Drive-thru flu vaccinations are under consideration as GPs prepare for a potential second wave of coronavirus this winter.
One of Northern Ireland's top GPs explained that community pharmacists could also be used during the flu season, while help may be needed from the Department of Health to administer the jabs.
Dr George O'Neill said the flu season is just months away and plans must be in place to deliver flu jabs sooner rather than later.
Outlining the looming danger that could be realised this winter, Dr O'Neill compared Covid-19 to the Spanish flu pandemic in 1918.
The second wave of that virus hit during the winter months and claimed more lives than the first.
"If you combine the normal natural flu - if you can call it normal - plus Covid-19, a double whammy will hit us towards the end of this year so the flu jab is going to be crucially important," he said.
"Towards the beginning of the winter we're going to have to administer the flu jabs and if there's still ongoing problems, which I'm sure there will be, we're going to have to think of a new way of doing this.
"We're throwing ideas around about the flu jabs. Drive-thrus could be a possibility and maybe working with community pharmacists. We have to think of different ways of doing this.
"Rather than putting it off, it should be faced up to now and we should have some idea about where we're going to be.
"We're halfway through May and it's in September and October when we start to consider giving flu jabs."
GPs have already recommenced baby vaccinations and immunisations but the lack of personal protective equipment (PPE) - mainly face masks - is an ongoing concern.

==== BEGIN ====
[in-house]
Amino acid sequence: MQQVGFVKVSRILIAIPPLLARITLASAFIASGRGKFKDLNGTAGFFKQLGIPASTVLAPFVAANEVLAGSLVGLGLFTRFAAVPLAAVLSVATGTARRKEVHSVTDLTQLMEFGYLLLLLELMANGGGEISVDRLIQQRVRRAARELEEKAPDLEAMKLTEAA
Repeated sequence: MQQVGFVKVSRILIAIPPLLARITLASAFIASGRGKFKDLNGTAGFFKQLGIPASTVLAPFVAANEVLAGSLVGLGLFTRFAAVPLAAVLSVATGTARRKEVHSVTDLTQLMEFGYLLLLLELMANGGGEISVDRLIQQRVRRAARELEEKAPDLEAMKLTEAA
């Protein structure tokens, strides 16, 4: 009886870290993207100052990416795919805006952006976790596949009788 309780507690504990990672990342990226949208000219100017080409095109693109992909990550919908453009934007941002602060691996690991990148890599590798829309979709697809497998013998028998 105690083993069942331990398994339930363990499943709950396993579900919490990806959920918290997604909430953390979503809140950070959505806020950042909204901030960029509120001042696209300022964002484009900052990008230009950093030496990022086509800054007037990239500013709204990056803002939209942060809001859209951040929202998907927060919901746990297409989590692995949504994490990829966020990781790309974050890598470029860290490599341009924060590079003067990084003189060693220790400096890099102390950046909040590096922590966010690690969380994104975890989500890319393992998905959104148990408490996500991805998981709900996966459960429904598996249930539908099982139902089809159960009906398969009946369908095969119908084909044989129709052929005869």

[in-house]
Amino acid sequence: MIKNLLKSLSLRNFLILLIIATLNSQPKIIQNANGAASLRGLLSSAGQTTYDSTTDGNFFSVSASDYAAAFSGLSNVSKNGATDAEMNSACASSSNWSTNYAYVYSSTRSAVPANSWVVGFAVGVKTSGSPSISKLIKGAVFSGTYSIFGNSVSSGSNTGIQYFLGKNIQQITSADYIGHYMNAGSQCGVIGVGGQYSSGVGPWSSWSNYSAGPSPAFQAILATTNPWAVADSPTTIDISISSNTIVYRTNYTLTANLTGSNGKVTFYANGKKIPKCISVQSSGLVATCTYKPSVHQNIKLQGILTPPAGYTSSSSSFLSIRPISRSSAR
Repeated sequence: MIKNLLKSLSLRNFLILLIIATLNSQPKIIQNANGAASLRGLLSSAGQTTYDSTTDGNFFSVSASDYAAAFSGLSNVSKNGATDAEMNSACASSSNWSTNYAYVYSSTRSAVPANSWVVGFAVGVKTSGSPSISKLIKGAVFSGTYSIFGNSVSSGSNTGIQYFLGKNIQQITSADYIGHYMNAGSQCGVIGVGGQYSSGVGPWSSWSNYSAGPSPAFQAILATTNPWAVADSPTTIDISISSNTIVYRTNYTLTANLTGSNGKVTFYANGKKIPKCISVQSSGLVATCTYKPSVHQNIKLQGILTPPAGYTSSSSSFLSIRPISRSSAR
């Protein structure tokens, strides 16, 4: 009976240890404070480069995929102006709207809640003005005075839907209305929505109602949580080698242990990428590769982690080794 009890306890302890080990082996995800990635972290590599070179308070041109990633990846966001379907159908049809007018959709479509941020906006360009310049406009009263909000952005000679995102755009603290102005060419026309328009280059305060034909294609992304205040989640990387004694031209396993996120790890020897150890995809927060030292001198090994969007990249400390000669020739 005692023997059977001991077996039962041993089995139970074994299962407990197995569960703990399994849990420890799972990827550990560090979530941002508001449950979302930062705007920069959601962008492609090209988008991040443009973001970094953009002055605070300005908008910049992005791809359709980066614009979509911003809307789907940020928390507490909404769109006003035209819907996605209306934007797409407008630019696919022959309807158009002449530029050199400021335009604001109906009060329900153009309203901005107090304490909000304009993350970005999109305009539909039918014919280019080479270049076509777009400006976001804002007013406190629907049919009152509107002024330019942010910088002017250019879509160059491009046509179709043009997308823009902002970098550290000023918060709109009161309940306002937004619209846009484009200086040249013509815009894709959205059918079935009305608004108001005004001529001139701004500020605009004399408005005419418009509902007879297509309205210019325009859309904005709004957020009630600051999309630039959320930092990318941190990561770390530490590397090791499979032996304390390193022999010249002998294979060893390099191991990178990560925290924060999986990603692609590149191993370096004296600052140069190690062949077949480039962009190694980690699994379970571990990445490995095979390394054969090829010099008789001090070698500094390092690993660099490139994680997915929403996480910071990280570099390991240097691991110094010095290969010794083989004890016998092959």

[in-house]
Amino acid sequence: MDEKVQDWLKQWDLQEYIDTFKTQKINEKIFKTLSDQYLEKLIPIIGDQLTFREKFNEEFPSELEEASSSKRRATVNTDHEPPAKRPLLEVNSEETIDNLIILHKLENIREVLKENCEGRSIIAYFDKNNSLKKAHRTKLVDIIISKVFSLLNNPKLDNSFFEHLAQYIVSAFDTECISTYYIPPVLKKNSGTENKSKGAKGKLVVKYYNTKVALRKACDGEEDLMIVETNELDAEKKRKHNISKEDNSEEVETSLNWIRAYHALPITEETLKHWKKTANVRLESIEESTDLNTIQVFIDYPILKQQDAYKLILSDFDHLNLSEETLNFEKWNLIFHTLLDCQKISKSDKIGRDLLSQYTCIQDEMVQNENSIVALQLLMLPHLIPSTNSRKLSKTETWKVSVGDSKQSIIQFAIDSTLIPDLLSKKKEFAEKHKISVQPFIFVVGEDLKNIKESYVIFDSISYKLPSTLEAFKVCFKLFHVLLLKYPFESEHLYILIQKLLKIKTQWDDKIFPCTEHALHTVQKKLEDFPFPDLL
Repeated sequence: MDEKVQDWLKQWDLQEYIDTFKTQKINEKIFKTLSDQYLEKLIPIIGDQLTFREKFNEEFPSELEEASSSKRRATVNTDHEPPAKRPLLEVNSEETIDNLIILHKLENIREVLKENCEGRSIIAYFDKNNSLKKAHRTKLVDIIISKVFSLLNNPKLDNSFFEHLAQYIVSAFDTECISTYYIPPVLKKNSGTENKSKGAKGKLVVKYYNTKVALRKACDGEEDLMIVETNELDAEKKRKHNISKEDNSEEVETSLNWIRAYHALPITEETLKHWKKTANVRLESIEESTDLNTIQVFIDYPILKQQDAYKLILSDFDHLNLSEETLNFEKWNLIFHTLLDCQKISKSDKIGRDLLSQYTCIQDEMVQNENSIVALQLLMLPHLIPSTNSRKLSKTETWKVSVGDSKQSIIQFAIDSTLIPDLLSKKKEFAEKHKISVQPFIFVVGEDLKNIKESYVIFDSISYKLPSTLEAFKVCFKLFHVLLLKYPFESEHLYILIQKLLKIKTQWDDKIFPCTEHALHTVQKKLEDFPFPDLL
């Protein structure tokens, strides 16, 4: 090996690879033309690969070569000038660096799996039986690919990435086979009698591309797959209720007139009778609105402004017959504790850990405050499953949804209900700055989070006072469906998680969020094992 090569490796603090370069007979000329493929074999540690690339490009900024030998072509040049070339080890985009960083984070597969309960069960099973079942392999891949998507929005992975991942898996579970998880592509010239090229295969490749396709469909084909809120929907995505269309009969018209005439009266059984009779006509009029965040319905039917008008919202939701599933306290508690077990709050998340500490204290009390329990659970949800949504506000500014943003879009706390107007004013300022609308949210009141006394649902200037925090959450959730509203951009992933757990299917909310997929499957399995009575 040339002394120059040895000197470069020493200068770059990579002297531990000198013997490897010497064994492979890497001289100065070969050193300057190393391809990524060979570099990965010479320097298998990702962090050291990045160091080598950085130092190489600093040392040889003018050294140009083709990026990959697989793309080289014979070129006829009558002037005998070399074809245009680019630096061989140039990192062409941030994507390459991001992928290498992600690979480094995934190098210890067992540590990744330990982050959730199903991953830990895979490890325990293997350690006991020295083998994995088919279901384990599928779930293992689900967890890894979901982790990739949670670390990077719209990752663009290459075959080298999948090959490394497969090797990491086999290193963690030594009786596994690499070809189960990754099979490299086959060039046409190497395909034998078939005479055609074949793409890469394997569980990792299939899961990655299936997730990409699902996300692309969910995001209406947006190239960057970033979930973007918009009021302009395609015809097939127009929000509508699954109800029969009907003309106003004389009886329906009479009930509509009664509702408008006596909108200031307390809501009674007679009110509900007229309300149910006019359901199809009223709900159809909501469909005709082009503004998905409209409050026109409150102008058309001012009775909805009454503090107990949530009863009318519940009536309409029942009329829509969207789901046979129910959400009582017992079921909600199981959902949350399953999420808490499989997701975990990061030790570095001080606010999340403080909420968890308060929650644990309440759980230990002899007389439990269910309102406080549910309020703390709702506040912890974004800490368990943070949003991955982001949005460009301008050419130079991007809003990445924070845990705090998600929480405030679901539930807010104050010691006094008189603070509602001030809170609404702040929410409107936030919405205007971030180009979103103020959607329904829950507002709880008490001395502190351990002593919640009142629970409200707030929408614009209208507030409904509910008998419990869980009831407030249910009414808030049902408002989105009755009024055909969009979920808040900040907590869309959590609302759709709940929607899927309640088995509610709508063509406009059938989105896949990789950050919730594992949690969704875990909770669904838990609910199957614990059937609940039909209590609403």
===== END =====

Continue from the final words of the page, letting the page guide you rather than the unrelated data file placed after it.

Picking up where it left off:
Dr O'Neill, who is the joint chair of the West Belfast GP Federation, believes that the mother of the child should also be wearing face masks.
"We need so many face masks because if you have maybe 12 babies a week coming in with the mother, the mother should, in my view, wear a face mask," he said.
"Everybody should be treated as a suspected Covid-19 carrier.
"These are things GPs are thinking about at the moment and certainly in both the North and West Belfast GP Federations, we have set up a small sub-group to look at how we can start moving back into the normal world again."
Dr O'Neill said changes in the healthcare system that have occurred since the outbreak of the virus would normally have "taken years".
One of the main positives to have come from the crisis is the increased use of video and telephone consultations with patients. Dr O'Neill has called this development a "major game changer".
He explained that in some areas, hospitals can carry out 70% of their post-operation consultations through telephone calls or online video conferencing with a patient.
As part of that effort, patients have been encouraged to buy their own blood pressure monitors and pulse oximeters so they can pass on the results to their GP.
"With video and telephone consultations there is no going back," said Dr O'Neill. "This is here to stay and patients like it because it's quicker.
"If you ring up you'll have a response with you within a day.
"It saves the patient a visit to the hospital, it means we can deal with patients quicker and it's better all round for everybody concerned.
"It's a win-win situation and it's a major game changer.
"There's a positive that will come out this and also new ways of working.
"What has happened in the last seven to eight weeks has been incredible.
"The changes that have occurred would have taken years but things have happened quickly and rapidly.
"Everybody has been working together and towards the same aim. Everyone is looking for the same outcome.
"There are positives to this, it's not all doom and gloom."